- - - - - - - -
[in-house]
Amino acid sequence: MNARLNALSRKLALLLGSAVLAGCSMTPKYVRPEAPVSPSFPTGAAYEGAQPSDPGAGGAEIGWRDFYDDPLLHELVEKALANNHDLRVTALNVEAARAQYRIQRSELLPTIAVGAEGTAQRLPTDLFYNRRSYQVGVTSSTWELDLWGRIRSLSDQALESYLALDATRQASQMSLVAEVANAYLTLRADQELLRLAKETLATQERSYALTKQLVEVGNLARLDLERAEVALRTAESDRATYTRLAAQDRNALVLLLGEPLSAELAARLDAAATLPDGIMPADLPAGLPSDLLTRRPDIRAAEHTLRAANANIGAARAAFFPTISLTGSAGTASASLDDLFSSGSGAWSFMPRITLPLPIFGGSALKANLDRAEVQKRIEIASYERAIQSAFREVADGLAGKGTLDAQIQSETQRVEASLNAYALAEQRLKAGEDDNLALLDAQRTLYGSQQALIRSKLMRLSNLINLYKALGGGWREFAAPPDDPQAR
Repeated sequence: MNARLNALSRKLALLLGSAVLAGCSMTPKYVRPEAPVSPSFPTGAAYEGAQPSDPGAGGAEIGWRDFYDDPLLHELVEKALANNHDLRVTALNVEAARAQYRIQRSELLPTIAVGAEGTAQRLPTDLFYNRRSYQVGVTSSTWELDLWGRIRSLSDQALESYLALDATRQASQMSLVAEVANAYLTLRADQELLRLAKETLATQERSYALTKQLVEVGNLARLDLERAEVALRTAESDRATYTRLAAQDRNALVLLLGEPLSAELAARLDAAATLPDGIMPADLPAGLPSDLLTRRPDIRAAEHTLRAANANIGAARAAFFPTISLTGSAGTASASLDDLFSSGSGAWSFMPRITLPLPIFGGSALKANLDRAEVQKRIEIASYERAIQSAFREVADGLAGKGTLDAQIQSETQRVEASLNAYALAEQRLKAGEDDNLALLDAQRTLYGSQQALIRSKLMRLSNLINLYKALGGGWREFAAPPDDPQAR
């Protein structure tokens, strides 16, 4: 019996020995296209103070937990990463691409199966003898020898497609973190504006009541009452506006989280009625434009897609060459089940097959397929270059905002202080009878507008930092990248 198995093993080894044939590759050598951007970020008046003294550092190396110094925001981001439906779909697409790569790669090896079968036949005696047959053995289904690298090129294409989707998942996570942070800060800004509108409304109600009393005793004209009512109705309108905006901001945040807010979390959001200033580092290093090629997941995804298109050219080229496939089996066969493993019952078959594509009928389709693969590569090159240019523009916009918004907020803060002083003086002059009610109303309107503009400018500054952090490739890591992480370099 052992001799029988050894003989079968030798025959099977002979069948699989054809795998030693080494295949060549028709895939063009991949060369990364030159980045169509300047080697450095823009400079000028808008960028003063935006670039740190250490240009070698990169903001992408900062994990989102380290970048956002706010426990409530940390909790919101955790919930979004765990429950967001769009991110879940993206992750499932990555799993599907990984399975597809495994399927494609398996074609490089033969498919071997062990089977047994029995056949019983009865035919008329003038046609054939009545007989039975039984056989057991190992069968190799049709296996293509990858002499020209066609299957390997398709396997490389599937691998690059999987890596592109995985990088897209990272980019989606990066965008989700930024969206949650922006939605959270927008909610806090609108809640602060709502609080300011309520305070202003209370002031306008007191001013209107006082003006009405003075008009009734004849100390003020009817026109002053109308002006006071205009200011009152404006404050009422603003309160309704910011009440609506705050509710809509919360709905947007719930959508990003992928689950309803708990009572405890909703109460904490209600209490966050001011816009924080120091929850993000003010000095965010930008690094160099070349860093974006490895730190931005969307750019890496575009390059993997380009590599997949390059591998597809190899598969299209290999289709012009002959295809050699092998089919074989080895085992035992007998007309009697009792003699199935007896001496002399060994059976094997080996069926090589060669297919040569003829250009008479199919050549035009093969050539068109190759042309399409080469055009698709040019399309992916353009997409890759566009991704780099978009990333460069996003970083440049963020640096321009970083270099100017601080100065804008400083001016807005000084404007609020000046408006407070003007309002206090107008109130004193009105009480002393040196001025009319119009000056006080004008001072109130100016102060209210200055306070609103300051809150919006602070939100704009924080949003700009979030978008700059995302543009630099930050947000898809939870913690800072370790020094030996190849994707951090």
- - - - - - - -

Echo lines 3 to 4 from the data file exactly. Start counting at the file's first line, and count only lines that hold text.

Repeated sequence: MNARLNALSRKLALLLGSAVLAGCSMTPKYVRPEAPVSPSFPTGAAYEGAQPSDPGAGGAEIGWRDFYDDPLLHELVEKALANNHDLRVTALNVEAARAQYRIQRSELLPTIAVGAEGTAQRLPTDLFYNRRSYQVGVTSSTWELDLWGRIRSLSDQALESYLALDATRQASQMSLVAEVANAYLTLRADQELLRLAKETLATQERSYALTKQLVEVGNLARLDLERAEVALRTAESDRATYTRLAAQDRNALVLLLGEPLSAELAARLDAAATLPDGIMPADLPAGLPSDLLTRRPDIRAAEHTLRAANANIGAARAAFFPTISLTGSAGTASASLDDLFSSGSGAWSFMPRITLPLPIFGGSALKANLDRAEVQKRIEIASYERAIQSAFREVADGLAGKGTLDAQIQSETQRVEASLNAYALAEQRLKAGEDDNLALLDAQRTLYGSQQALIRSKLMRLSNLINLYKALGGGWREFAAPPDDPQAR
């Protein structure tokens, strides 16, 4: 019996020995296209103070937990990463691409199966003898020898497609973190504006009541009452506006989280009625434009897609060459089940097959397929270059905002202080009878507008930092990248 198995093993080894044939590759050598951007970020008046003294550092190396110094925001981001439906779909697409790569790669090896079968036949005696047959053995289904690298090129294409989707998942996570942070800060800004509108409304109600009393005793004209009512109705309108905006901001945040807010979390959001200033580092290093090629997941995804298109050219080229496939089996066969493993019952078959594509009928389709693969590569090159240019523009916009918004907020803060002083003086002059009610109303309107503009400018500054952090490739890591992480370099 052992001799029988050894003989079968030798025959099977002979069948699989054809795998030693080494295949060549028709895939063009991949060369990364030159980045169509300047080697450095823009400079000028808008960028003063935006670039740190250490240009070698990169903001992408900062994990989102380290970048956002706010426990409530940390909790919101955790919930979004765990429950967001769009991110879940993206992750499932990555799993599907990984399975597809495994399927494609398996074609490089033969498919071997062990089977047994029995056949019983009865035919008329003038046609054939009545007989039975039984056989057991190992069968190799049709296996293509990858002499020209066609299957390997398709396997490389599937691998690059999987890596592109995985990088897209990272980019989606990066965008989700930024969206949650922006939605959270927008909610806090609108809640602060709502609080300011309520305070202003209370002031306008007191001013209107006082003006009405003075008009009734004849100390003020009817026109002053109308002006006071205009200011009152404006404050009422603003309160309704910011009440609506705050509710809509919360709905947007719930959508990003992928689950309803708990009572405890909703109460904490209600209490966050001011816009924080120091929850993000003010000095965010930008690094160099070349860093974006490895730190931005969307750019890496575009390059993997380009590599997949390059591998597809190899598969299209290999289709012009002959295809050699092998089919074989080895085992035992007998007309009697009792003699199935007896001496002399060994059976094997080996069926090589060669297919040569003829250009008479199919050549035009093969050539068109190759042309399409080469055009698709040019399309992916353009997409890759566009991704780099978009990333460069996003970083440049963020640096321009970083270099100017601080100065804008400083001016807005000084404007609020000046408006407070003007309002206090107008109130004193009105009480002393040196001025009319119009000056006080004008001072109130100016102060209210200055306070609103300051809150919006602070939100704009924080949003700009979030978008700059995302543009630099930050947000898809939870913690800072370790020094030996190849994707951090």